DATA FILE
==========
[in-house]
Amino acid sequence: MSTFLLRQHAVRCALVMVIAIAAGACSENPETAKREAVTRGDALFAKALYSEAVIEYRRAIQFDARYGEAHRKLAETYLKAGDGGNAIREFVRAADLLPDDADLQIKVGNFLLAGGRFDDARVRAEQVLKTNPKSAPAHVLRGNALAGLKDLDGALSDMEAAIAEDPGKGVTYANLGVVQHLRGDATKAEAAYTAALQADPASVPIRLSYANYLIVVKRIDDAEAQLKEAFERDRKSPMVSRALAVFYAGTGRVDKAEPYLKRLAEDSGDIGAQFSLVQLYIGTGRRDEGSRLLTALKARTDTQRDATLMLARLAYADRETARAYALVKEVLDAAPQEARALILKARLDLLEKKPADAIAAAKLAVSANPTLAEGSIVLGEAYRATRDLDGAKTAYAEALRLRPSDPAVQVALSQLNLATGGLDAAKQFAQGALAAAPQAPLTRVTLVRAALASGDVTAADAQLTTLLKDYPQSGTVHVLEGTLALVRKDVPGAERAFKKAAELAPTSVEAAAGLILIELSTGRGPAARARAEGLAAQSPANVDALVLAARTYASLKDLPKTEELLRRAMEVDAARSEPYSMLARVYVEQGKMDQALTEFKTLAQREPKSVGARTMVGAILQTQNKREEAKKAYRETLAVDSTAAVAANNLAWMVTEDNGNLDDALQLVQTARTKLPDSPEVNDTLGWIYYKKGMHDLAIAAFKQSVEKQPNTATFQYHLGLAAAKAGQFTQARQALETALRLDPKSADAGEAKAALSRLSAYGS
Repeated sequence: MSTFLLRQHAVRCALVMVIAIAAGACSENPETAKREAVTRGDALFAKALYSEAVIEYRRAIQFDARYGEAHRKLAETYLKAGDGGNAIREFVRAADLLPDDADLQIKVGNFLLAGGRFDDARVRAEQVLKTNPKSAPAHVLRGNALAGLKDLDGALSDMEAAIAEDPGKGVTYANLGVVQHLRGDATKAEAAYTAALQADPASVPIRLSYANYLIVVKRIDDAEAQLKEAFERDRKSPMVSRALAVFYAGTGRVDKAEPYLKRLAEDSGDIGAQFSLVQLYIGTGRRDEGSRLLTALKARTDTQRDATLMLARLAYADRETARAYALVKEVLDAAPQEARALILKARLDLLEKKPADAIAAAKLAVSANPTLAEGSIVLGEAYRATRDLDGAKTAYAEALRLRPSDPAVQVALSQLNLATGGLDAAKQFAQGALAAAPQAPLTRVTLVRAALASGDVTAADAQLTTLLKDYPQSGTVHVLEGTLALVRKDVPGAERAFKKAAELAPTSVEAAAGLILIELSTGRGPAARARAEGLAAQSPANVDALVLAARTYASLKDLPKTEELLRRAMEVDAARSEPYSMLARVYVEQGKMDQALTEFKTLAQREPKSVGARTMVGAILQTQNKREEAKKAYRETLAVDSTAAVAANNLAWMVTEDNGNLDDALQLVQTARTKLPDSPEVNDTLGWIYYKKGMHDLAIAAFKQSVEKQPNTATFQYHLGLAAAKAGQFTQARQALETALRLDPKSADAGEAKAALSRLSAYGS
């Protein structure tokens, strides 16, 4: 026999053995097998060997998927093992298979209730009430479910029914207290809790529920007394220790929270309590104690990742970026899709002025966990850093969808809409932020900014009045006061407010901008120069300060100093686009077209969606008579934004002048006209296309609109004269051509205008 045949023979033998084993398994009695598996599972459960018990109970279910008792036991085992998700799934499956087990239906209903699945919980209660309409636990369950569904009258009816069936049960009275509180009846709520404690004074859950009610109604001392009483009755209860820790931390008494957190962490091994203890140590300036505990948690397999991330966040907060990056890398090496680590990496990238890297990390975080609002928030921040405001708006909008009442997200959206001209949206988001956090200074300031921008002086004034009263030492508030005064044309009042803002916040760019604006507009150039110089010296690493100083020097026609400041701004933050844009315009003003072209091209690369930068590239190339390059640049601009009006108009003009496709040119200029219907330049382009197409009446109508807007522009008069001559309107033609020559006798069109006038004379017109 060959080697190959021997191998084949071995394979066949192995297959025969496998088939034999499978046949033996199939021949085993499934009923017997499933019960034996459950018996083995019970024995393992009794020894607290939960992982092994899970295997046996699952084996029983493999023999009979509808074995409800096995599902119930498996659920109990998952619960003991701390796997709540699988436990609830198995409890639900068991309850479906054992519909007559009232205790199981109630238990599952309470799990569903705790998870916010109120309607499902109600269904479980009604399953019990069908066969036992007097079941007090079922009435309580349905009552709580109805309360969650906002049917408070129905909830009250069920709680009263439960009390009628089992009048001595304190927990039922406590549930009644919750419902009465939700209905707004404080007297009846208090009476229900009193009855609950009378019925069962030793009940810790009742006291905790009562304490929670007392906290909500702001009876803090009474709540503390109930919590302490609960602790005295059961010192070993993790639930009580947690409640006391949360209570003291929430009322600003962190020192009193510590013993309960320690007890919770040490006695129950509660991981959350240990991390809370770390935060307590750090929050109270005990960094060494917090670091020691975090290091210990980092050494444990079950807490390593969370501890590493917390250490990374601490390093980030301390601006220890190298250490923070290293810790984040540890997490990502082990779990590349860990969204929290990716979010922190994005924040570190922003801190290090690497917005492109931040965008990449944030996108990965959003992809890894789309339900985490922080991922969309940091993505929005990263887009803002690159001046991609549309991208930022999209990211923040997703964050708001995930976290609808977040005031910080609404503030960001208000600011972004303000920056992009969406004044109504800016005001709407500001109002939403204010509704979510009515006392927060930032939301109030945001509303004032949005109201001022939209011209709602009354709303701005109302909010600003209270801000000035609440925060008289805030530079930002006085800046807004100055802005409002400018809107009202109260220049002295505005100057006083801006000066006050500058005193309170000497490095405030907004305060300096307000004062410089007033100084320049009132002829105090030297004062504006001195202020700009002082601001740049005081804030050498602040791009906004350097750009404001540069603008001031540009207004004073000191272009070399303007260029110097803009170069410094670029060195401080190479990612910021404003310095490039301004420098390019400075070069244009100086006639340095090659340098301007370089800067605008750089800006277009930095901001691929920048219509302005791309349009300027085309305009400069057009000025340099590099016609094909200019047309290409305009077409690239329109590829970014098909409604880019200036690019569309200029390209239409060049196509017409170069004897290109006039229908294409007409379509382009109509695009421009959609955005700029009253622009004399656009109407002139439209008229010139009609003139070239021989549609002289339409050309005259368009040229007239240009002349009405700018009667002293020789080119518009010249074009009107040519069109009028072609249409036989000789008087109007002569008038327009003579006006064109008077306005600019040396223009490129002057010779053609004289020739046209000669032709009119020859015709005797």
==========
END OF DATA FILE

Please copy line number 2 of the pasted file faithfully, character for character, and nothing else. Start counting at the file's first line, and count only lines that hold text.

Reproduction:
Amino acid sequence: MSTFLLRQHAVRCALVMVIAIAAGACSENPETAKREAVTRGDALFAKALYSEAVIEYRRAIQFDARYGEAHRKLAETYLKAGDGGNAIREFVRAADLLPDDADLQIKVGNFLLAGGRFDDARVRAEQVLKTNPKSAPAHVLRGNALAGLKDLDGALSDMEAAIAEDPGKGVTYANLGVVQHLRGDATKAEAAYTAALQADPASVPIRLSYANYLIVVKRIDDAEAQLKEAFERDRKSPMVSRALAVFYAGTGRVDKAEPYLKRLAEDSGDIGAQFSLVQLYIGTGRRDEGSRLLTALKARTDTQRDATLMLARLAYADRETARAYALVKEVLDAAPQEARALILKARLDLLEKKPADAIAAAKLAVSANPTLAEGSIVLGEAYRATRDLDGAKTAYAEALRLRPSDPAVQVALSQLNLATGGLDAAKQFAQGALAAAPQAPLTRVTLVRAALASGDVTAADAQLTTLLKDYPQSGTVHVLEGTLALVRKDVPGAERAFKKAAELAPTSVEAAAGLILIELSTGRGPAARARAEGLAAQSPANVDALVLAARTYASLKDLPKTEELLRRAMEVDAARSEPYSMLARVYVEQGKMDQALTEFKTLAQREPKSVGARTMVGAILQTQNKREEAKKAYRETLAVDSTAAVAANNLAWMVTEDNGNLDDALQLVQTARTKLPDSPEVNDTLGWIYYKKGMHDLAIAAFKQSVEKQPNTATFQYHLGLAAAKAGQFTQARQALETALRLDPKSADAGEAKAALSRLSAYGS